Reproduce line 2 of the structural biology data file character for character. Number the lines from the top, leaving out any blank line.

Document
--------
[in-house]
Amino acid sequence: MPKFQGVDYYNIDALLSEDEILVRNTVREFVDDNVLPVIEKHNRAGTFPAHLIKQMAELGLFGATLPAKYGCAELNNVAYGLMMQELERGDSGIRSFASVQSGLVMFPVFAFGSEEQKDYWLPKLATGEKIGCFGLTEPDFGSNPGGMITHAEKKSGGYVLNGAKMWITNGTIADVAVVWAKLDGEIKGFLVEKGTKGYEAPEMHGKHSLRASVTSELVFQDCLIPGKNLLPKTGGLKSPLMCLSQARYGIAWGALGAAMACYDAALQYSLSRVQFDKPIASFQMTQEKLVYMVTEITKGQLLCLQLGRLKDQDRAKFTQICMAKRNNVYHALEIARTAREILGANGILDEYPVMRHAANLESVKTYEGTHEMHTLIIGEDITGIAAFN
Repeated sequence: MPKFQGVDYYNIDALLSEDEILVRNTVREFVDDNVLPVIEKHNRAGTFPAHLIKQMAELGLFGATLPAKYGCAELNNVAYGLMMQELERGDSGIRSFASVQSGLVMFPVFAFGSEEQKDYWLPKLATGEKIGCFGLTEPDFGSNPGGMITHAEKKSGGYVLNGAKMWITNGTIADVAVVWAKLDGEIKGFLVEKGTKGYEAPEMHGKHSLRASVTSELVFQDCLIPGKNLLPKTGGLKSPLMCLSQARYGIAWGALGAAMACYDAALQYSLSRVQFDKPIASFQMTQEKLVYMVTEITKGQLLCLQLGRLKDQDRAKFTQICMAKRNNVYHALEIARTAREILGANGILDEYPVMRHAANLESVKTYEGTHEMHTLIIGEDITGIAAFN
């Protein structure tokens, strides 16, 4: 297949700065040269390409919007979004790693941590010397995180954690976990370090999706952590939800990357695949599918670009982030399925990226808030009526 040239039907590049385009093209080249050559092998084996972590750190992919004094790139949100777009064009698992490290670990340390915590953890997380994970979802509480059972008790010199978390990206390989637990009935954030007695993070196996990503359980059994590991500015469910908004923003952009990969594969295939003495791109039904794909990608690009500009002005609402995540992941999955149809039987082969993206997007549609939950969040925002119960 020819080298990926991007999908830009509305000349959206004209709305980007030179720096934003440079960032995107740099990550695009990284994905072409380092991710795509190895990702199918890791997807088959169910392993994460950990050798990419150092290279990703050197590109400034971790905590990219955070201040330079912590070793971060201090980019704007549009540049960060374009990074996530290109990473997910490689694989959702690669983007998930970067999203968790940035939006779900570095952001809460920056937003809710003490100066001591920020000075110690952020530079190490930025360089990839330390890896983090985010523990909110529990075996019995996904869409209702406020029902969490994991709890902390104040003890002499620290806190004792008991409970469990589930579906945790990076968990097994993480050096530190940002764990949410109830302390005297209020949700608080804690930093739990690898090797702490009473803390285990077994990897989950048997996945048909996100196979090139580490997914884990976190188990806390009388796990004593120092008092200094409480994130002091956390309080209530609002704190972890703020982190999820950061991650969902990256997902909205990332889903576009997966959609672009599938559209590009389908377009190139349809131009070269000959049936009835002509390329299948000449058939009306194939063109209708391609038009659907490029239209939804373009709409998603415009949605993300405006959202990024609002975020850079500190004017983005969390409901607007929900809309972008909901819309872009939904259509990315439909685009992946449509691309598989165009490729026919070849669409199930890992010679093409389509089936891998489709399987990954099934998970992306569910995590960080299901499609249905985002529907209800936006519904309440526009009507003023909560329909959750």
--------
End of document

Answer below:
Amino acid sequence: MPKFQGVDYYNIDALLSEDEILVRNTVREFVDDNVLPVIEKHNRAGTFPAHLIKQMAELGLFGATLPAKYGCAELNNVAYGLMMQELERGDSGIRSFASVQSGLVMFPVFAFGSEEQKDYWLPKLATGEKIGCFGLTEPDFGSNPGGMITHAEKKSGGYVLNGAKMWITNGTIADVAVVWAKLDGEIKGFLVEKGTKGYEAPEMHGKHSLRASVTSELVFQDCLIPGKNLLPKTGGLKSPLMCLSQARYGIAWGALGAAMACYDAALQYSLSRVQFDKPIASFQMTQEKLVYMVTEITKGQLLCLQLGRLKDQDRAKFTQICMAKRNNVYHALEIARTAREILGANGILDEYPVMRHAANLESVKTYEGTHEMHTLIIGEDITGIAAFN